Michael Ridgway, dedicated trustee and son of the charity’s founder, Roy Ridgway, describes Child Health International’s history and his family’s ongoing commitment to supporting the work his father began.
Child Health International (CHI), originally named the International Integrated Health Association (IIHA) was founded by Roy Ridgway in 1992. Roy was a medical journalist and former editor of the BMA News Review (a magazine for doctors) and of the BHMA journal, Holistic Medicine. A well-known figure in Moscow, he had spent seven years organising medical exchanges on behalf of the UK-USSR Medical Exchange Programme (now HealthProm) and had also been European Press Director of the International Physicians for the Prevention of Nuclear War (IPPNW), which won the Nobel Peace Prize in 1985 for the part it played in the dissemination of the facts about the medical consequences of nuclear war. Roy was one of the party to go to Oslo to collect the prize.
Roy and his wife Dorothea had a son (Tony) who had cystic fibrosis and died at the age of 29, and on a trip to Moscow they visited the Republican Children’s Hospital to find out how children with CF were treated there. And they discovered that the diagnosis and care of CF patients in Russia was in a very poor state with almost no Russian child with CF reaching adulthood. Having had a child with CF, they were appalled by the situation, and set up the first major project of the charity to help improve the outlook for children with CF in Russia.
Roy and Dorothea, along with a small number of dedicated staff managed the project from an office in Winchester. The medical team was led by Dr Chris Rolles (our current President) from University Hospital Southampton, and the project had a major impact on the treatment of children with CF in Russia, with a doubling of life expectancy in just three years of the project.
Drawing on the experience in Russia, another large CF project was launched to help children with CF in Odessa, Ukraine; this time involving a team of health care professionals lead by Dr Mark Rosenthal from the Royal Brompton Hospital, London.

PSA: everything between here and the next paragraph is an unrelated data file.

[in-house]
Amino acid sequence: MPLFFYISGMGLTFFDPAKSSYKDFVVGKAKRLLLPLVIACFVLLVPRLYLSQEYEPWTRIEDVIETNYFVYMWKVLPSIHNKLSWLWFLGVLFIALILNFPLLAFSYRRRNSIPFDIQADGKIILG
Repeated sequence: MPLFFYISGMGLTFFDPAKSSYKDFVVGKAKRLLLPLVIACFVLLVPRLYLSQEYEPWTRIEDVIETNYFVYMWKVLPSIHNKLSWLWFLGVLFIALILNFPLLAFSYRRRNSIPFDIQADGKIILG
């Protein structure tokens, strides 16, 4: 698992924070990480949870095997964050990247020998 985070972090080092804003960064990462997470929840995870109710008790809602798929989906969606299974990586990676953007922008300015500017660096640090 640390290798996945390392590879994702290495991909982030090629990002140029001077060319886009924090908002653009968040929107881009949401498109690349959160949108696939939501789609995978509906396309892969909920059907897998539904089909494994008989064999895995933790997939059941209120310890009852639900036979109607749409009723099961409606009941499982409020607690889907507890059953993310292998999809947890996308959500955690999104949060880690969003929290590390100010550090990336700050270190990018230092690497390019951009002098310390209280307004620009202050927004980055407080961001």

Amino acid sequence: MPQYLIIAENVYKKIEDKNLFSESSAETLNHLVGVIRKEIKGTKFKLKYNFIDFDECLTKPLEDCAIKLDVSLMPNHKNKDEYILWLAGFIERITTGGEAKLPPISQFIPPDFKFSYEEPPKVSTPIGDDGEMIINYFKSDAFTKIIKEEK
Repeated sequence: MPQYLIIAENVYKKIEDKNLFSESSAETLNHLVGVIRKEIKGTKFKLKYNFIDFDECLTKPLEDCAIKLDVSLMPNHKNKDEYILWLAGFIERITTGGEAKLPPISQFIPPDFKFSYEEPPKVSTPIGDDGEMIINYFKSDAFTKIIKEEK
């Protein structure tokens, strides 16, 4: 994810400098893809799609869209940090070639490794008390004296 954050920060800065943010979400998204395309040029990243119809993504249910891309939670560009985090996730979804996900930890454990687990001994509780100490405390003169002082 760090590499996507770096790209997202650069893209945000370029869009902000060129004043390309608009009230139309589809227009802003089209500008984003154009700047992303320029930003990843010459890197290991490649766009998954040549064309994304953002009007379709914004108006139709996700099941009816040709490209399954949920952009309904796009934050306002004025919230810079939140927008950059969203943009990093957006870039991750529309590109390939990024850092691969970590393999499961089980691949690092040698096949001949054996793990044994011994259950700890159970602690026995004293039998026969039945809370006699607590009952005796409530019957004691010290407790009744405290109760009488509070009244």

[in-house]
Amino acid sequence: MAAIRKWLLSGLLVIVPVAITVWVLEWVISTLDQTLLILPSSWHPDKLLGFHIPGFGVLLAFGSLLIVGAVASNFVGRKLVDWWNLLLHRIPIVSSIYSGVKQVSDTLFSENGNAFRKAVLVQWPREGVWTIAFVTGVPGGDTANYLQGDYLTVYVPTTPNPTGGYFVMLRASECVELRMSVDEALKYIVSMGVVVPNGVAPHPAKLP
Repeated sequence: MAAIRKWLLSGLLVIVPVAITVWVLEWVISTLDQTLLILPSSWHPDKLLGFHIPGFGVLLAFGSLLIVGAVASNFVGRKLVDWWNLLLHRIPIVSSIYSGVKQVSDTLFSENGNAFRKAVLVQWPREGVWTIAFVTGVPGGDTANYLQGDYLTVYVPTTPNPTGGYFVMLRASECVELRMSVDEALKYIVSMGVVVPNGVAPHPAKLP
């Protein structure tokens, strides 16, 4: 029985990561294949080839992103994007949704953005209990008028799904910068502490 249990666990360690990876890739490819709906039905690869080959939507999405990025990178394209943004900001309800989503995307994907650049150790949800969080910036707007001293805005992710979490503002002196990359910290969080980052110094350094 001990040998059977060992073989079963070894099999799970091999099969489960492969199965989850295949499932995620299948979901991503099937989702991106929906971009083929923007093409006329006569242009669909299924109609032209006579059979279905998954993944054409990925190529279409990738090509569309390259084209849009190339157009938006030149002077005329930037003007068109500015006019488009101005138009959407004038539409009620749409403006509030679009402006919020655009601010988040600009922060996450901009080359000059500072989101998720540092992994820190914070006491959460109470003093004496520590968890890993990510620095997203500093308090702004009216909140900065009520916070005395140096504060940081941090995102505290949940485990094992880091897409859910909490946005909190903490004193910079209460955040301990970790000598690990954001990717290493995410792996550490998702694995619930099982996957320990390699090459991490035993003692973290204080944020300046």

The main sources of funding for both these early projects came from Tasis/Lian, a grant making organisation set up by the European Commission following the collapse of the Soviet Union, and Charity Know How, a Foreign and Commonwealth Office initiative. But funding also came from personal donations and local fundraising events.
At the time, the charity was also exploring other opportunities to address threats to health and wellbeing through an integrated approach, and running concurrently with the two main CF projects in the 90s were some smaller projects for children with other conditions. For example, to help children with congenital heart disease in Russia and Lithuania, involving a team from the Wessex Cardiothoracic Centre.
Roy died in late 2000, but his work has continued in the same vein, although the charity now concentrates solely on supporting children and young adults with cystic fibrosis. Dorothea remained a driving force and inspiration to the charity until shortly before her death in September 2008.
The charity has always been indebted to the many people who have given their time and energy to helping make a success of the charity’s projects.
Still based in the Winchester area, but with the work of volunteers and medical teams from across the UK, Child Health International has spread its reach to other Eastern European countries, India, and Greece.
It continues to help foster a sustainable environment where CF is diagnosed early, and best possible treatment is provided involving different disciplines and the child’s family. We achieve this by partnering host countries in a twinning arrangement in which the charity facilitates the transfer of know-how from doctors, nurses, physiotherapists, family support groups and other parties with whom we have links in the UK to their equivalents in the countries where we work. By encouraging treatment to expand beyond the walls of the hospital into the home, we can improve the lot of children and young adults with CF with a minimum of financial investment.
Emerging from the global pandemic, we wanted to do something as a family. We want to raise much needed funds for Child Health International’s work and continue to support the work that my father began. After multiple failed attempts and Covid-19 race cancellations, we’re taking matters into our own hands. On the 30th October, myself and 7 other members of the Ridgway family, will each be running 10 km along the Loire river in France- that’s an 80km Ridgway run!
To sponsor this event, please click below and give generously. Every penny counts!
For further information on Child Health International’s history:
Click here to watch a short BBC documentary on the work of the charity in 1996 with interviews with Roy Ridgway and Chris Rolles.